Scientists create a UV detector based on nanocrystals synthesized by using ion implantation

August 06, 2018

Scientists at the Lobachevsky University have been working for several years to develop solar-blind photodetectors operating in the UV spectral band. In the field of electronic technology, this is an important task, since such devices cut off emission with a wavelength higher than 280 nm, which helps to avoid interference from sunlight and to record UV emission during daylight.

"Due to their high sensitivity to deep UV emission and insensitivity to sunlight, solar-blind photodetectors provide a wide range of important applications including the ozone damage detection, jet engine monitoring and flame detection," says Alexey Mikhaylov, head of the laboratory at the UNN Physics and Technology Research Institute.

The main materials for creating solar-blind photodetectors are wide-gap semiconductors. Nizhny Novgorod scientists together with Indian colleagues consider Ga2O3 to be a promising semiconductor with a band gap of 4.4-4.9 eV, which cuts off emission with wavelengths higher than 260-280 nm and is capable of detecting emission in the deep ultraviolet range.

The existing methods for Ga2O3 synthesis are quite complicated and poorly compatible with conventional silicon technologies. Besides, the layers obtained by such methods often have many defects. The synthesis of Ga2O3 nanocrystals by means of ion implantation, the basic technology of modern electronics, opens up new possibilities for creating solar-blind photodetectors.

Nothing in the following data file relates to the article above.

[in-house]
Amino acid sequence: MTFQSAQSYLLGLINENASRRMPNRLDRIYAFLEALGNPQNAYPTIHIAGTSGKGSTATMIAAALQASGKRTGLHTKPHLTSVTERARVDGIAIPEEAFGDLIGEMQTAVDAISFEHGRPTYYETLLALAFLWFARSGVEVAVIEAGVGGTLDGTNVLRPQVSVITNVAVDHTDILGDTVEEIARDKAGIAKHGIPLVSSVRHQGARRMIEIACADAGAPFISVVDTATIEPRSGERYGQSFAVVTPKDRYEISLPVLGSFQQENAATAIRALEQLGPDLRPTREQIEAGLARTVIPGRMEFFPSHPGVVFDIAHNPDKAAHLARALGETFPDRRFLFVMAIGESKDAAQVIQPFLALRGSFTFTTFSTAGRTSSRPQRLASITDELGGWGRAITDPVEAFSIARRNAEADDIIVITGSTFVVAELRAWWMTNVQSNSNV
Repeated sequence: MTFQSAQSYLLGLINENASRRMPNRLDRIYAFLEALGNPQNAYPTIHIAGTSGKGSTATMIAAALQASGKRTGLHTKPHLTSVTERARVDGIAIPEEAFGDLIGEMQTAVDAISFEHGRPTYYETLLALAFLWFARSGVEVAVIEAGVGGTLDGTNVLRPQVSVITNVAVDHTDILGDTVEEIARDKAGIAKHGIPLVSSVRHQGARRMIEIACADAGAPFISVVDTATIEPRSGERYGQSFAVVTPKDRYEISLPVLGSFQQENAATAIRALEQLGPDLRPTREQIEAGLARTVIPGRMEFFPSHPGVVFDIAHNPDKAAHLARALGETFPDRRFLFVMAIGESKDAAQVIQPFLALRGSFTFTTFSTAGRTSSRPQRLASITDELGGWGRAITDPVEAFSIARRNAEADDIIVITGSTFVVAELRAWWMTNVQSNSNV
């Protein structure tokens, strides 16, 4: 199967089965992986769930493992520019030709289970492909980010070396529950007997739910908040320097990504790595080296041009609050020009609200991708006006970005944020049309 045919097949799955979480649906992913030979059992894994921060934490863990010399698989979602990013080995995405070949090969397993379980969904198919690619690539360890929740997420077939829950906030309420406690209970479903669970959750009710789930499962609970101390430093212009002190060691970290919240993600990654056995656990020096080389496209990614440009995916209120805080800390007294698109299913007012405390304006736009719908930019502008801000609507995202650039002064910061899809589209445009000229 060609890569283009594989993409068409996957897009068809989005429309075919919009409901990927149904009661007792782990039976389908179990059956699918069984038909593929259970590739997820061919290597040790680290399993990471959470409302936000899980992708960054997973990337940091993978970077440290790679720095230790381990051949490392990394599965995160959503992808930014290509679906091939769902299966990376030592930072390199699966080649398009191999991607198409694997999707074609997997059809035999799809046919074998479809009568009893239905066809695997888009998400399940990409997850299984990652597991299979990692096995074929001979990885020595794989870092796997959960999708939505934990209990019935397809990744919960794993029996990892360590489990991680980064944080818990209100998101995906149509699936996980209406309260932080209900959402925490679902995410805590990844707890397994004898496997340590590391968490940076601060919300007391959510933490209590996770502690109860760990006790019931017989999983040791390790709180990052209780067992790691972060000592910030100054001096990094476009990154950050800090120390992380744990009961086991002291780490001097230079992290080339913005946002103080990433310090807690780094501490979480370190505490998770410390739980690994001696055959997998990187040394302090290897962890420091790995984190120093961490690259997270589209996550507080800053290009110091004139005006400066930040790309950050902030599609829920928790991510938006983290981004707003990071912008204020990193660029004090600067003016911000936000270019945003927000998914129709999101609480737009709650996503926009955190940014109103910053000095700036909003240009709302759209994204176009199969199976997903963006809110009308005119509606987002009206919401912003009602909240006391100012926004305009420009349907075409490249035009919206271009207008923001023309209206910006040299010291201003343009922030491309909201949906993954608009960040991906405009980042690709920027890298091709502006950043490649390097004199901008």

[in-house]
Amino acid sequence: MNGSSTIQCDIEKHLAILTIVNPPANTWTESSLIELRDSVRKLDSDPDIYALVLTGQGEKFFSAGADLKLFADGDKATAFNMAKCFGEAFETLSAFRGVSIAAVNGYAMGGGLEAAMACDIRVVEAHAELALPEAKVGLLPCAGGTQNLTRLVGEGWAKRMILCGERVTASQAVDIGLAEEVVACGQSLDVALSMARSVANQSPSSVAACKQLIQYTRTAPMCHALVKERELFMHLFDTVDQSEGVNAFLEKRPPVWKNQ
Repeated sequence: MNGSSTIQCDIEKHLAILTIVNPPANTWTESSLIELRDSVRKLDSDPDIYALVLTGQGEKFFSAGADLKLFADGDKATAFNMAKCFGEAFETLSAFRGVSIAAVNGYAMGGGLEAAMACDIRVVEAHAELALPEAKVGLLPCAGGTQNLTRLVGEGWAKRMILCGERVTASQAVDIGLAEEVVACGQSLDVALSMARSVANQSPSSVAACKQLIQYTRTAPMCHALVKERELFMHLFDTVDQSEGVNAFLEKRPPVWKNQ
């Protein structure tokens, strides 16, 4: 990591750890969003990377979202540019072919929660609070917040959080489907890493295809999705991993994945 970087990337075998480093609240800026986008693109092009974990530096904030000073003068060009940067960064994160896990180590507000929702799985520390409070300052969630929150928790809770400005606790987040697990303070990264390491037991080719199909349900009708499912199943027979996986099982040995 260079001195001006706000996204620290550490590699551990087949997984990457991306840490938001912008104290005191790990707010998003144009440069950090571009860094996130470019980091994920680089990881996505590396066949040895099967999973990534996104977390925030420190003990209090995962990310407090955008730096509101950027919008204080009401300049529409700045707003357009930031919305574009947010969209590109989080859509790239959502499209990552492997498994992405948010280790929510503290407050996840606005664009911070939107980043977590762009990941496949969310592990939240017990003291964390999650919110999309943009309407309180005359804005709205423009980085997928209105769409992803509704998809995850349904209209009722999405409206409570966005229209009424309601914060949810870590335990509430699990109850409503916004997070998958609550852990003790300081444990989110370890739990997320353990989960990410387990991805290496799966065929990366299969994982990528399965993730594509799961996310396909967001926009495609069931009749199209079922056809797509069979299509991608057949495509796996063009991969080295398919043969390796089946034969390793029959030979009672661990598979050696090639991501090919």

The spectral dependence of photoresponse for this photodetector demonstrates excellent solar-blind ultraviolet characteristics in the wavelength range of 250-270 nm, it also has a high responsivity of 50 mA/μW. The dark current of the photodetector is quite low and amounts to 0.168 mA.

The process of creating such a detector involves the synthesis of Ga2O3 nanocrystals in a Al2O3 film on silicon by ion implantation. The detector obtained by this method has been realized by the scientists for the first time in the world.

Thus, the joint work of the international team of researchers from the Lobachevsky University, the Indian Institute of Technology Jodhpur and the Indian Institute of Technology Ropar has demonstrated the possibility of manufacturing photodetectors that cut off solar radiation (solar-blind photodetectors) capable of working in the deep ultraviolet region and possessing the characteristics that are not inferior to the existing analogs. "By producing such photodetectors with the help of ion implantation, it will be possible to use the already existing "silicon" technologies and to adapt them to the manufacture of new-generation devices," concludes Alexey Mikhaylov.

Lobachevsky University

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